Tip for Freedom from Disrupted Eating
Regardless of whether you binge eat, overeat or did in the past, when you have someone in your life who supports your well-being you have a gift in your life. You know the benefits of knowing that she or he listens to you when you are hurting. Knowing that she or he cares about you and helps you get back on track restores your faith and confidence in yourself.
The recovery tip is: reciprocate. When you trust this person and come to rely on him or her to have your back, you both will benefit more if you find meaningful ways to reciprocate.
Dogs and cats you live with know your moods. If you are kind and reliable supports for them you increase the benefits of kindness and support you receive from them. Support can come from objects like art and books if they give you a good feeling inside yourself. They can remind you of rich experiences and learning you've had through them in the past. Then those experiences and learnings join you now in the present. You become more stable.
How to use this recovery tip
When you are down, self-critical and hurting you may think or feel you have nothing to offer. I invite you to think about what you have or know that could be of value to a member of your support system.
Look at your skills, the challenges you have faced and what you used to meet them. What have you learned or developed that you may think is of little consequence to your situation now but was valuable in the past? What keeps you going now when you are struggling?
Your experience and insight, bits of information that have helped you, could be helpful to those who support you now.
You can remember when someone stood by you when you were down and return that in kind. Stand by a person. Stand by an organization. Stand by your can or dog with a touch and gentle words.
Letting that person or organization or animal know you appreciate their presence in your life is a gift. Going beyond gratitude to action can enhance the quality of your relationship and create more trust and self-respect on both sides.
You can always ask what their needs might be now. You can observe and see where they focus their energy. That is a clue to what is important to them. You can ask them how you might contribute to achieving their goals.
Recovery Tip Examples
Listen to their experiences.
Ask about their family.
Remember their challenges. Check in to hear about the status of that situation.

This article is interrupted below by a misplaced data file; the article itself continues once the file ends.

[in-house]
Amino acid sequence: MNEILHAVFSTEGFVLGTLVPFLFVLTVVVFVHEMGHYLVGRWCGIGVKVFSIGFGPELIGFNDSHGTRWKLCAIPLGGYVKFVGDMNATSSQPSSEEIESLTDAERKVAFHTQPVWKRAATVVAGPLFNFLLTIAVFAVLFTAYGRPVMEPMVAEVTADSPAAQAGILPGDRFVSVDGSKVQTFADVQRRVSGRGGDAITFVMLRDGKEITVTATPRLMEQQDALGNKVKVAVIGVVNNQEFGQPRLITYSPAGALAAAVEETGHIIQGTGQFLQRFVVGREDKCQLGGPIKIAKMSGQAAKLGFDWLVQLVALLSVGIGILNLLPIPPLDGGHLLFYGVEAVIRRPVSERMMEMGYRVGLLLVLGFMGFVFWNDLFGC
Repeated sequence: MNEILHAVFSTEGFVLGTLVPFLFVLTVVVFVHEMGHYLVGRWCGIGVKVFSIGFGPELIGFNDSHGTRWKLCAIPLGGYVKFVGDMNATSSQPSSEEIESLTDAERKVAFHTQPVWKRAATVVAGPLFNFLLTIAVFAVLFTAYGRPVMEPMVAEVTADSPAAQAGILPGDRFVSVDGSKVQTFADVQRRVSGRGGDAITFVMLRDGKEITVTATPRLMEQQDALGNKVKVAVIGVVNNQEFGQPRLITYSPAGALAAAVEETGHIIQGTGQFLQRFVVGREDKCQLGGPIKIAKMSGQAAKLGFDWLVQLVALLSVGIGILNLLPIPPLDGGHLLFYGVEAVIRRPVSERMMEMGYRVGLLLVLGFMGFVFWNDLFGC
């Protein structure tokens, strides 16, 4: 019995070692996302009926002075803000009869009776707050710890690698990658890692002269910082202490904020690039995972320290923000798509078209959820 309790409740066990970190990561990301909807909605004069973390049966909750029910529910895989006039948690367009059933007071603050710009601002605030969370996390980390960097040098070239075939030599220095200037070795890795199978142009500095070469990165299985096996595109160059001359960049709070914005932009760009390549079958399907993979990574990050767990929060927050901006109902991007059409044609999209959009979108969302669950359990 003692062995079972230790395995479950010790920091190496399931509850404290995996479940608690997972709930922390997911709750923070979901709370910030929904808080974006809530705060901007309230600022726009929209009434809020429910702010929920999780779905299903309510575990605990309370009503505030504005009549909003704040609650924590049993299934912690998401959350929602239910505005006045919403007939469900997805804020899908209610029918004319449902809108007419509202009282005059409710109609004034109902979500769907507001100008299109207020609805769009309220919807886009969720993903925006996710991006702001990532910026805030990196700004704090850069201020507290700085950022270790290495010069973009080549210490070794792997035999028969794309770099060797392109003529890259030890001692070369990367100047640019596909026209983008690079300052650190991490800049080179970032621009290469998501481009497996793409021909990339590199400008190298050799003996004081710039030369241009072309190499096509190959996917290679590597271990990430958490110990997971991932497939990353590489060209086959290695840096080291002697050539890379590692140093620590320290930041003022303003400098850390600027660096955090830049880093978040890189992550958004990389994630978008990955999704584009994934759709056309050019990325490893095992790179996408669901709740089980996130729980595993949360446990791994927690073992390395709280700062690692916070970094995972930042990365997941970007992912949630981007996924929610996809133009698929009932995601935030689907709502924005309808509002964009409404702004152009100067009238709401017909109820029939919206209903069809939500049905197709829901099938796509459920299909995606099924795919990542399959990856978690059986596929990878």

Ask what they have noticed in your life that they would like to know more about for their own needs.
Contribute time, effort, money, testimonials.
Your Companion Animals:
Notice what they like or need or would enjoy,
More cozy beds around? More brushing and baths? More pets and rubs? More play? More walks? More veterinarian attention? More companionship? More games or tasks? More quiet time together?
The biggest need of companion animals is companionship. They often are alone too long. Giving your pet a pet may be a wonderful gift. Your pet needs what you need, love, a caring presence and a fun companion.
Share their value with others.
Contribute to book sharing on street corner boxes and libraries.
Read to children and people whose vision is failing or on a YouTube video.
Support your library.
Thumb through your favorites.
Straighten them out on the shelves.
Share the value you receive from art with others.
Support your museums and galleries.
Look through your art books.
Write short essays and little poems about what comes up in your when you see the art.
This recovery tip, if followed, will enrich your life and the lives of others. That enrichment will add more support to your own development as a healthy, stable and self-confident person.
This tip was inspired by: by Cynthia J. Young
Joanna Poppink, MFT, is a psychotherapist in private practice, specializing in eating disorder recovery. All appointments are virtual. For a free telephone consultation e-mail her at
Pix: woman helping woman: Image by go_see from Pixabay
Pix: two dogs and woman on beach: Image by Sven Lachmann from Pixabay
lots of reciprocity here! :)
Joanna Poppink, MFT, is a psychotherapist in private practice. All appointments are virtual. For a free telephone consultation e-mail her at